U.S. Strikes Accelerate Gains Against ISIL in Libya
U.S. precision airstrikes on Islamic State of Iraq and the Levant targets in Sirte, Libya, that began yesterday at the request of the Libyan Government of National Accord have allowed GNA-affiliated forces to accelerate the fight to expel ISIL from the Libyan city, a Pentagon spokesman said today.
Five U.S. precision strikes yesterday took out one of ISIL’s T-72 tanks, two military vehicles, an insurgent fighting position, a second T-72 tank and two construction vehicles, Navy Capt. Jeff Davis said, adding that so far today, the United States has made two more airstrikes on ISIL targets there, eliminating an ISIL rocket launcher and a heavy-equipment excavator.
Strike Removed Menacing Problem
Yesterday’s airstrike on the first tank in the southwestern Sirte neighborhood of al-Dular removed what was a menacing problem for GNA forces, Davis said. The ISIL tank was hidden in a group of trees and close to buildings where civilians could have been, he noted, “ISIL had used it repeatedly to beat back GNA forces, against civilians,” he said, “and it represented a challenge and a problem for [GNA fighters] to be able to get into the city.”
Since the airstrike that took out the first tank yesterday, GNA forces have moved into the neighborhood in their mission to drive out ISIL fighters, Davis said.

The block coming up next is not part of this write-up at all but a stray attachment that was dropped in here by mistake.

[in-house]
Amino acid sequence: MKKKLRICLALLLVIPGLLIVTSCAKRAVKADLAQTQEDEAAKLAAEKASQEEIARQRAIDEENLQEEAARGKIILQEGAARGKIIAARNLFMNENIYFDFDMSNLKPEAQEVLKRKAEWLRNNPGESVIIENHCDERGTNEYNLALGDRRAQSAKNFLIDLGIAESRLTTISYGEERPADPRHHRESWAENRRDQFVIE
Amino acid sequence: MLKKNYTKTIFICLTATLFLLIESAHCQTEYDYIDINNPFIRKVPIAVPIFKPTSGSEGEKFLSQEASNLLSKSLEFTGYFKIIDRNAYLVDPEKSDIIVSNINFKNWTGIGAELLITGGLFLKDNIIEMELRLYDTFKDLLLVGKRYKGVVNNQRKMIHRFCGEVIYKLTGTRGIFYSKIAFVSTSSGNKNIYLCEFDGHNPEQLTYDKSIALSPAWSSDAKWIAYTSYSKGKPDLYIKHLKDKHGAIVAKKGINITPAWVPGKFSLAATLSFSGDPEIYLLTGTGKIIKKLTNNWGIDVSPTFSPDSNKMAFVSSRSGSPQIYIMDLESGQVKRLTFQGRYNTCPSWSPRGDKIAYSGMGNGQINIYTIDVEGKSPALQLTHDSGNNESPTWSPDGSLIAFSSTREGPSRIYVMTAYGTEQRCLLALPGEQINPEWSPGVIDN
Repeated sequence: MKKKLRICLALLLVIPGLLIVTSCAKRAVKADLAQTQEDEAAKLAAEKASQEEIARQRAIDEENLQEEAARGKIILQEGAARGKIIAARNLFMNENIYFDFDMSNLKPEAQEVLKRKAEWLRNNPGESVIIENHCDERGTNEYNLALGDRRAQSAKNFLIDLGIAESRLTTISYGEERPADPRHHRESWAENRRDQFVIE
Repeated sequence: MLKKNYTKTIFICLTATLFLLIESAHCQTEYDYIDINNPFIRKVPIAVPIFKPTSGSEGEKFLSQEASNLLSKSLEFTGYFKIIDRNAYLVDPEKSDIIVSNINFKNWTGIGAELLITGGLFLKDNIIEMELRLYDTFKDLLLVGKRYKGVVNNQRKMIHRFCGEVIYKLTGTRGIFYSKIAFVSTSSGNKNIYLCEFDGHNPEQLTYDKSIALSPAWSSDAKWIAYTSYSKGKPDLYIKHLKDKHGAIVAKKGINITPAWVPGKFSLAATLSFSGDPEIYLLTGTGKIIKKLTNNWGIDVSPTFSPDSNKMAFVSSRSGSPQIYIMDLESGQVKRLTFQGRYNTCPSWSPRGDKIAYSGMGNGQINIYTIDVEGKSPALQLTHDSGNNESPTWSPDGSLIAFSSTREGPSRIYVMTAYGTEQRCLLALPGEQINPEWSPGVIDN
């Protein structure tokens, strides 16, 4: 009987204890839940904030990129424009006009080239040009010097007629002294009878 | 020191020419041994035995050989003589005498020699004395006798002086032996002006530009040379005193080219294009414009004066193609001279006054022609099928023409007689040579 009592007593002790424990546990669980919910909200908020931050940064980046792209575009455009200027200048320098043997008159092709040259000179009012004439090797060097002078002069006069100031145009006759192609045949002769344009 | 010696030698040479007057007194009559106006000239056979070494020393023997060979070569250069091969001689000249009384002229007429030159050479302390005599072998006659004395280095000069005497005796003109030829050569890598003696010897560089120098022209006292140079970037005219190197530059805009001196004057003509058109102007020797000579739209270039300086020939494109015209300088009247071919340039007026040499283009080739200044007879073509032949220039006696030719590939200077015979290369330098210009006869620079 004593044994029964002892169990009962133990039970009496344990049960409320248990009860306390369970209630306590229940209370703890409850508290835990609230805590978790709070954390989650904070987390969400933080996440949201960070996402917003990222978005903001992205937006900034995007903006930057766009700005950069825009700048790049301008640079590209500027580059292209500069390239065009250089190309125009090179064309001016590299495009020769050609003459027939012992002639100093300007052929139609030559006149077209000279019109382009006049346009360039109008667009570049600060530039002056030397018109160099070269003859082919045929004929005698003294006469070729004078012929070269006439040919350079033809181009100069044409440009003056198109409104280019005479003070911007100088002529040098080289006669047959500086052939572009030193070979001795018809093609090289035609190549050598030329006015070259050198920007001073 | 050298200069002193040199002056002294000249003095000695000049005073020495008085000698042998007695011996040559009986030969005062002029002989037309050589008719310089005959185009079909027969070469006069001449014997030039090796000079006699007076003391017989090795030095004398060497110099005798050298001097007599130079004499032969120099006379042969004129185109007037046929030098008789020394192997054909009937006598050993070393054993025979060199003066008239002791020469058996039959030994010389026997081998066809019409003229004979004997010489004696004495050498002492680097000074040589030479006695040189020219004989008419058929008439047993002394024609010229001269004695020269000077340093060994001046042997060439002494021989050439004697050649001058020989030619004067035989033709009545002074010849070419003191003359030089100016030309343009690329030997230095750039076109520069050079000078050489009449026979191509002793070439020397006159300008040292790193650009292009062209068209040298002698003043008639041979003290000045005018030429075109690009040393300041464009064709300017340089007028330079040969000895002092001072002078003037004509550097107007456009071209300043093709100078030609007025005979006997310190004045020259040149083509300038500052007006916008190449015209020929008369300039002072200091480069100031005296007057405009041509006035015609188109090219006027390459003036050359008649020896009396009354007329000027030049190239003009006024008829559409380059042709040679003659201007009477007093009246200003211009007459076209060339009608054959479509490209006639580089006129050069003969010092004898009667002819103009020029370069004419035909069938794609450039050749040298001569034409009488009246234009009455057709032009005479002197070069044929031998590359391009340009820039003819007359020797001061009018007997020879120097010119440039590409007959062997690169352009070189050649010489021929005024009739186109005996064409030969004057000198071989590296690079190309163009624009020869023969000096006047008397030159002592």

The U.S. airstrikes in Sirte are being done “in conjunction and coordination with, and in support of, the GNA,” the U.S.-recognized Libyan government, Davis told reporters. “The objective is to help the GNA retake Sirte,” he added. “Over the past few months, the [GNA-affiliated forces] have worked to defeat ISIL, and they have been spectacularly successful.”
The GNA forces collapsed an area of the ISIL stronghold of Sirte where the enemy controlled much of the coastline along the Gulf of Sidra, stretching from near Tripoli up to Benghazi, he said. And ISIL fighters’ numbers are shrinking in Sirte, he noted.
“We have seen those forces work very effectively to collapse ISIL’s control down to a very small area, which really comprises the city center of Sirte,” Davis said. “As they’ve gotten that far, they needed help getting across the finish line. This is a chance for us to help them.”
(Follow Terri Moon Cronk on Twitter: @MoonCronkDoD)